FLINT TWP. — For those hoping to get a job or play the slots at a local casino, game off for now.
Months of speculation that a casino might be built on vacant land at Lennon and Dutcher Roads owned by the Bay Mills Indian Community have been set back by a federal judge’s preliminary injunction last week, shutting down a controversial casino in Vanderbilt owned and operated by Bay Mills.
Bay Mills purchased 40 acres in Vanderbilt on August 2010 and opened a casino in November 2010, according to court documents. That purchase is considered a test case because it bypassed usual governmental channels based on Bay Mills claim of exemption under the Michigan Indian Lands Claims Settlement Act (MILSCA). Bay Mills has a tribal compact with the State of Michigan allowing them to operate class III gaming facilities on Indian land. Its interpretation is that any property purchased with Indian funding is Indian land.
Bay Mills purchased property in Flint Township last fall in a similar manner and also owns property in Port Huron.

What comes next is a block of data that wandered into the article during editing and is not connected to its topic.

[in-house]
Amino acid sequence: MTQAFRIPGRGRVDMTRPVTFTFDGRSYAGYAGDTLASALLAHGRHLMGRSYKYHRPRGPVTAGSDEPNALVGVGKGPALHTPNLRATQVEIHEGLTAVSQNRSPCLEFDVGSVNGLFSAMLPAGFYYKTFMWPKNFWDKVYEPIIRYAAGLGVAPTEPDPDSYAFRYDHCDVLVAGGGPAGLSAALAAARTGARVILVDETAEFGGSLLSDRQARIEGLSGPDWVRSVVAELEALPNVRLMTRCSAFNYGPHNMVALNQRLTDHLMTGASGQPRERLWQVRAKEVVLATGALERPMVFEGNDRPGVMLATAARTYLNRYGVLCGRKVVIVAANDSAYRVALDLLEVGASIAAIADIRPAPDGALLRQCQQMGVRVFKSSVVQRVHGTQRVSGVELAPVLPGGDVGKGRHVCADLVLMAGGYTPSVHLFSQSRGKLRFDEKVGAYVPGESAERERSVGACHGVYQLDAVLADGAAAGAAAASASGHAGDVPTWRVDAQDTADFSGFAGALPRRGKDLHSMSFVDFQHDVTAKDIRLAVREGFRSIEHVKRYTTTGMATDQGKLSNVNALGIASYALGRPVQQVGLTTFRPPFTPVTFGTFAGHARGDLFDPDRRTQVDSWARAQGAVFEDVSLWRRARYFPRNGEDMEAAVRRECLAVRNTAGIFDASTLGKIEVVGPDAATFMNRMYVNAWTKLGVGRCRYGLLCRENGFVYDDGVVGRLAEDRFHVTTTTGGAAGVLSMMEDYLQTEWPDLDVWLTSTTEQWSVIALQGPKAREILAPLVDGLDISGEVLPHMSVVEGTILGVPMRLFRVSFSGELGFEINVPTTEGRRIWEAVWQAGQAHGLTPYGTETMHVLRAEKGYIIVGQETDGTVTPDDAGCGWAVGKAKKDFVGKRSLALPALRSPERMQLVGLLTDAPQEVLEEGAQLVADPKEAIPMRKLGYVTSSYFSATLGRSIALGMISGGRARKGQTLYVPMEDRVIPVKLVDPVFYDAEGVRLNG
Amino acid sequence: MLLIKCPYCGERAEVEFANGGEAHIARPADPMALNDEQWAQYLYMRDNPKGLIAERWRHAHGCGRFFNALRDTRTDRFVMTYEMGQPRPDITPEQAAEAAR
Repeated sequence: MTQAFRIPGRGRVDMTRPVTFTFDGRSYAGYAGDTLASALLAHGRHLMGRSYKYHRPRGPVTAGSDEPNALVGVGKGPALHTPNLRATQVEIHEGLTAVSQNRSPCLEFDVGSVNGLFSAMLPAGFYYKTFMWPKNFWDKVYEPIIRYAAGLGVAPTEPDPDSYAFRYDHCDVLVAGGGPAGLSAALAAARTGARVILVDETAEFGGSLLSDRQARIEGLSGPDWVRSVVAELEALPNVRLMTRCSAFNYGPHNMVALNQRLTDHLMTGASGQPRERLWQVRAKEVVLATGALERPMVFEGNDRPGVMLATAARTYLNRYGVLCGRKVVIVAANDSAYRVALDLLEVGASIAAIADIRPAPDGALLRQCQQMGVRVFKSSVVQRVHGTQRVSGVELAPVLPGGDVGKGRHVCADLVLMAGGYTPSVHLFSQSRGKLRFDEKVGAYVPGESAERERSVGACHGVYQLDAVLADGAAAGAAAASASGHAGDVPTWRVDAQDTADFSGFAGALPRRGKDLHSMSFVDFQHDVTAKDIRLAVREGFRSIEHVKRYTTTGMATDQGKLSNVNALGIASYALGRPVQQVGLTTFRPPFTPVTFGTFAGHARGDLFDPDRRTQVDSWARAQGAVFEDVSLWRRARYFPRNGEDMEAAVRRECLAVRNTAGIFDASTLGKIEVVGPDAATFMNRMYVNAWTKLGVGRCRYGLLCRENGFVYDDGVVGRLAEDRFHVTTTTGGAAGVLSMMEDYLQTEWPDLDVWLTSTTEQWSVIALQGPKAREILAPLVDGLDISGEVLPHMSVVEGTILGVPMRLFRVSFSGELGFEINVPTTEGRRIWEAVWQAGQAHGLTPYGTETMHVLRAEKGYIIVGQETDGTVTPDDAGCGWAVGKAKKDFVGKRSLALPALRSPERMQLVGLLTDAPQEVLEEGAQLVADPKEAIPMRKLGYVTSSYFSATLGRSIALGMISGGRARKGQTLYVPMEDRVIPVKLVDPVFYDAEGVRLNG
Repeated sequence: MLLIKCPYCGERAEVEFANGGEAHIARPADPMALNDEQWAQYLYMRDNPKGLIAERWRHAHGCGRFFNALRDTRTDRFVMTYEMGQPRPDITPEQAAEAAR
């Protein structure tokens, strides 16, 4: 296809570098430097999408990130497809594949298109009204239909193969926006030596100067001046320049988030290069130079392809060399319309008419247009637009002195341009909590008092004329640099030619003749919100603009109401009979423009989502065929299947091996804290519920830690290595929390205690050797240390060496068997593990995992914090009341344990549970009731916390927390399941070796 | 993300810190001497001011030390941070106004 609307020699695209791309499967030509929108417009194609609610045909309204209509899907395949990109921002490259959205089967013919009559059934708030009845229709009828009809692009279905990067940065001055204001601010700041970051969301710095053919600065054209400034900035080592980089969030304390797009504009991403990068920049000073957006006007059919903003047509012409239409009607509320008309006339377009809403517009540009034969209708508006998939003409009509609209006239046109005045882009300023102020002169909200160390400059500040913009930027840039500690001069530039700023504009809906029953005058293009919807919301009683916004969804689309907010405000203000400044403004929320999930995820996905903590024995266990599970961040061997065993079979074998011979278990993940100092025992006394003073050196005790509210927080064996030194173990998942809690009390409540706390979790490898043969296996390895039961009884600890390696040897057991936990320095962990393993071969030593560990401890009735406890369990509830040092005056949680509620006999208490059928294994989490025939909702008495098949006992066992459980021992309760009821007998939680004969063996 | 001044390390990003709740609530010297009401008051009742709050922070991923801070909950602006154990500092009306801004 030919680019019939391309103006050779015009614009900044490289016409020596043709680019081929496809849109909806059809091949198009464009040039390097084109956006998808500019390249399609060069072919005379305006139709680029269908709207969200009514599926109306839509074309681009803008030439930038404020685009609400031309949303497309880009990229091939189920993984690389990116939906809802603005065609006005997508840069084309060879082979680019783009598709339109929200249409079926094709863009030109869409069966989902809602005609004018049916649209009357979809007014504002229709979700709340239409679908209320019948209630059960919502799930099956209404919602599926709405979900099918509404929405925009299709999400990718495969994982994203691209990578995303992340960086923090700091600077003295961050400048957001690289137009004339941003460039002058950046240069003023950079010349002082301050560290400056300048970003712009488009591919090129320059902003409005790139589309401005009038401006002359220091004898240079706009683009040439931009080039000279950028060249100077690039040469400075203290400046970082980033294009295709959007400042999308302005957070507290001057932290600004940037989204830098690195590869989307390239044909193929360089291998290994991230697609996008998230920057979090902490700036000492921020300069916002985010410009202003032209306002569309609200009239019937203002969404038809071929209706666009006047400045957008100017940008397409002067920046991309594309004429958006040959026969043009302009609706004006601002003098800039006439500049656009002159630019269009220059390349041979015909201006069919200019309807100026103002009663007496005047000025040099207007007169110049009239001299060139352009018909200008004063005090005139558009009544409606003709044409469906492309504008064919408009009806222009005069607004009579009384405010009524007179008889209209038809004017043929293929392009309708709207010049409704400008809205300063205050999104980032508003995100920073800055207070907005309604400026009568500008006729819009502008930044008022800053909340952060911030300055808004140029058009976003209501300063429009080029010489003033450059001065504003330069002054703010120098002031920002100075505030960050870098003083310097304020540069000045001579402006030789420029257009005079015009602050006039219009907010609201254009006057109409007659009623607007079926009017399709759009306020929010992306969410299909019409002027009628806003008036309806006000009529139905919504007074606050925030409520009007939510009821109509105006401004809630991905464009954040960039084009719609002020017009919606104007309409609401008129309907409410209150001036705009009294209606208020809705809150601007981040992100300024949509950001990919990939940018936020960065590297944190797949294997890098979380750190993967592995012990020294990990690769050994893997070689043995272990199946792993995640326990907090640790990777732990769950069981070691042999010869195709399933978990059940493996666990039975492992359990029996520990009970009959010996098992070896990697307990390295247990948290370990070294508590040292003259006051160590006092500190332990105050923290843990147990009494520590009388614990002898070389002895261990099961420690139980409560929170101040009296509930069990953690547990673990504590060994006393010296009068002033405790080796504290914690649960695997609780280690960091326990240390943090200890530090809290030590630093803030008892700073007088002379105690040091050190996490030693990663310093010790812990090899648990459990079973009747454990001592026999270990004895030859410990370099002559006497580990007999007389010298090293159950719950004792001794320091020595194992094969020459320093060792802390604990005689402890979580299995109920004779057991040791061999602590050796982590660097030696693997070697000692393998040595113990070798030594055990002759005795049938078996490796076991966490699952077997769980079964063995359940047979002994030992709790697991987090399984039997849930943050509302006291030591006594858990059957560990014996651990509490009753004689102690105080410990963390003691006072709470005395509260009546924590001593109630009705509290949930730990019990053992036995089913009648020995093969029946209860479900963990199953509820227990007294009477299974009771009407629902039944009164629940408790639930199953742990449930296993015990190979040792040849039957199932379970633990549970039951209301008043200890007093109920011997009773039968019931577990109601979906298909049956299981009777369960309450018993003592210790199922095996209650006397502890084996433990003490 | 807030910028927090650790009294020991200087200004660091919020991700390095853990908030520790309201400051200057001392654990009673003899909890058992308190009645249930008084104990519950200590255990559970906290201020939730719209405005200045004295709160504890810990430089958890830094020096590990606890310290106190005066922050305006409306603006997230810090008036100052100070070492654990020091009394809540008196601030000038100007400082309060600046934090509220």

A lawsuit challenging the validity of the Vanderbilt casino was filed by the Little Traverse Bay Band of Odawa Indians and by the State of Michigan. Both were plaintiffs seeking the injunction.
In granting the injunction, U.S. District Judge Paul L. Maloney wrote: “MILCSA did not authorize Bay Mills to purchase land in Vanderbilt, Michigan. Such purchase is not a consolidation and enhancement of tribal landholdings. Therefore the Vanderbilt Casino is not on Indian Land.”
As far as Flint Township is concerned, there has been no change in the status quo of the 28-acre, commercially zone property Bay Mills owns here, said Township Supervisor Karyn Miller. “There really isn’t anything to say,” she said. “The judge gave his judgment against Bay Mills.” But she speculated Bay Mills will continue to pursue its case.
To date, Flint Township officials have had no contact with the Bay Mills group, Miller said. She also said that township officials have not held informal meetings or made any contingency plans for the outcome of the Bay Mills lawsuit one way or the other. She said she had not formally heard input from businesses located near the designated property.
Bay Mills officials did not respond to requests for comment.